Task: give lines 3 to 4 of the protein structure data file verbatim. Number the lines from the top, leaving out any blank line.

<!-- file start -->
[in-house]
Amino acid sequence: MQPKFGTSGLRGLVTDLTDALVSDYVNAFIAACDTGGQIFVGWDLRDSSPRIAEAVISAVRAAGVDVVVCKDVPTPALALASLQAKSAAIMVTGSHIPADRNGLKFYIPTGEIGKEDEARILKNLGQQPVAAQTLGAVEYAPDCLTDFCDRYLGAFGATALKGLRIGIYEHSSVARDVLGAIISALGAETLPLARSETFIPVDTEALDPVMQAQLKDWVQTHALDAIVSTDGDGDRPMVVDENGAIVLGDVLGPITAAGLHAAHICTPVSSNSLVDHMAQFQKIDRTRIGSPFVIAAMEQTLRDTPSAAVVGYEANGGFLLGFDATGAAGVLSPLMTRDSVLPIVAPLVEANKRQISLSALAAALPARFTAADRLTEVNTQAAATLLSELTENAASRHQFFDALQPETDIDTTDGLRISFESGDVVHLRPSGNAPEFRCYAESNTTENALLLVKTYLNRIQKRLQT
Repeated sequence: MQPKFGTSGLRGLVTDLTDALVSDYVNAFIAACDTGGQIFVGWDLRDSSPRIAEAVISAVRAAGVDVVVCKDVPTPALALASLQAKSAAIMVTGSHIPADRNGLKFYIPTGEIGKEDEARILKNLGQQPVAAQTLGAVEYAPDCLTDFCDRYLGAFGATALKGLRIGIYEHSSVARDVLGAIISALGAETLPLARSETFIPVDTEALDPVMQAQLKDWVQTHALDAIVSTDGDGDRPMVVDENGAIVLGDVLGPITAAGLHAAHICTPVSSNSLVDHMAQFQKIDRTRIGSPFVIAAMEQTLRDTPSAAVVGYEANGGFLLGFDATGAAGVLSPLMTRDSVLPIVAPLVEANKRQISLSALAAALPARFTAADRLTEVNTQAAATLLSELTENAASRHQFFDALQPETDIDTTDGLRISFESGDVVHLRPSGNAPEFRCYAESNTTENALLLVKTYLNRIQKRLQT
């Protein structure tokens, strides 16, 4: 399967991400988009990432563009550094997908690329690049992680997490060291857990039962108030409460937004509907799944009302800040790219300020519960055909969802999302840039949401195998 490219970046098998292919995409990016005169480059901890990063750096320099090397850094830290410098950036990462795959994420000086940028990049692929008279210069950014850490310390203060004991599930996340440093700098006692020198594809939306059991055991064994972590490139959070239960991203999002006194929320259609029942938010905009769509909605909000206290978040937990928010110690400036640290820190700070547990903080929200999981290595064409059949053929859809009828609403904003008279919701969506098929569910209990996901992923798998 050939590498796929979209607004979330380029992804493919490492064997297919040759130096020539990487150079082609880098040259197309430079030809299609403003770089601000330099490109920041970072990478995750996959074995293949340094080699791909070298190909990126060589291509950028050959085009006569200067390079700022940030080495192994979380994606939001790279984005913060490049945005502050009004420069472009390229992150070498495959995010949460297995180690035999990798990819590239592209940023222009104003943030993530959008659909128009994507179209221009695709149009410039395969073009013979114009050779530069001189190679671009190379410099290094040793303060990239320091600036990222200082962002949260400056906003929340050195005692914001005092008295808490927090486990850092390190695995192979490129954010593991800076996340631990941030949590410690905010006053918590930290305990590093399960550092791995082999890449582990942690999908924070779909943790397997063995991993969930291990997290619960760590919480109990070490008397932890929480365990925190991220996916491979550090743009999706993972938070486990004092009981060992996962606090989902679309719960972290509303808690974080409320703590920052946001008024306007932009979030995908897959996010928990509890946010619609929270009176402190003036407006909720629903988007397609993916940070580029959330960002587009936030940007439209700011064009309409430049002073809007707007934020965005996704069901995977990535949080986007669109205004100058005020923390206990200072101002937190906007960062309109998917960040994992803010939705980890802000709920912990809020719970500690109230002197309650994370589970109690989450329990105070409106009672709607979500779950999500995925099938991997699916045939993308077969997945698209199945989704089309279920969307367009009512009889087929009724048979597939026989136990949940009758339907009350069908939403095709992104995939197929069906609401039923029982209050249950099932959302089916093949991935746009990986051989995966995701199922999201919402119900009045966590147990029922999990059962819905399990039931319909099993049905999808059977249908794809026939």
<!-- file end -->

Repeated sequence: MQPKFGTSGLRGLVTDLTDALVSDYVNAFIAACDTGGQIFVGWDLRDSSPRIAEAVISAVRAAGVDVVVCKDVPTPALALASLQAKSAAIMVTGSHIPADRNGLKFYIPTGEIGKEDEARILKNLGQQPVAAQTLGAVEYAPDCLTDFCDRYLGAFGATALKGLRIGIYEHSSVARDVLGAIISALGAETLPLARSETFIPVDTEALDPVMQAQLKDWVQTHALDAIVSTDGDGDRPMVVDENGAIVLGDVLGPITAAGLHAAHICTPVSSNSLVDHMAQFQKIDRTRIGSPFVIAAMEQTLRDTPSAAVVGYEANGGFLLGFDATGAAGVLSPLMTRDSVLPIVAPLVEANKRQISLSALAAALPARFTAADRLTEVNTQAAATLLSELTENAASRHQFFDALQPETDIDTTDGLRISFESGDVVHLRPSGNAPEFRCYAESNTTENALLLVKTYLNRIQKRLQT
């Protein structure tokens, strides 16, 4: 399967991400988009990432563009550094997908690329690049992680997490060291857990039962108030409460937004509907799944009302800040790219300020519960055909969802999302840039949401195998 490219970046098998292919995409990016005169480059901890990063750096320099090397850094830290410098950036990462795959994420000086940028990049692929008279210069950014850490310390203060004991599930996340440093700098006692020198594809939306059991055991064994972590490139959070239960991203999002006194929320259609029942938010905009769509909605909000206290978040937990928010110690400036640290820190700070547990903080929200999981290595064409059949053929859809009828609403904003008279919701969506098929569910209990996901992923798998 050939590498796929979209607004979330380029992804493919490492064997297919040759130096020539990487150079082609880098040259197309430079030809299609403003770089601000330099490109920041970072990478995750996959074995293949340094080699791909070298190909990126060589291509950028050959085009006569200067390079700022940030080495192994979380994606939001790279984005913060490049945005502050009004420069472009390229992150070498495959995010949460297995180690035999990798990819590239592209940023222009104003943030993530959008659909128009994507179209221009695709149009410039395969073009013979114009050779530069001189190679671009190379410099290094040793303060990239320091600036990222200082962002949260400056906003929340050195005692914001005092008295808490927090486990850092390190695995192979490129954010593991800076996340631990941030949590410690905010006053918590930290305990590093399960550092791995082999890449582990942690999908924070779909943790397997063995991993969930291990997290619960760590919480109990070490008397932890929480365990925190991220996916491979550090743009999706993972938070486990004092009981060992996962606090989902679309719960972290509303808690974080409320703590920052946001008024306007932009979030995908897959996010928990509890946010619609929270009176402190003036407006909720629903988007397609993916940070580029959330960002587009936030940007439209700011064009309409430049002073809007707007934020965005996704069901995977990535949080986007669109205004100058005020923390206990200072101002937190906007960062309109998917960040994992803010939705980890802000709920912990809020719970500690109230002197309650994370589970109690989450329990105070409106009672709607979500779950999500995925099938991997699916045939993308077969997945698209199945989704089309279920969307367009009512009889087929009724048979597939026989136990949940009758339907009350069908939403095709992104995939197929069906609401039923029982209050249950099932959302089916093949991935746009990986051989995966995701199922999201919402119900009045966590147990029922999990059962819905399990039931319909099993049905999808059977249908794809026939």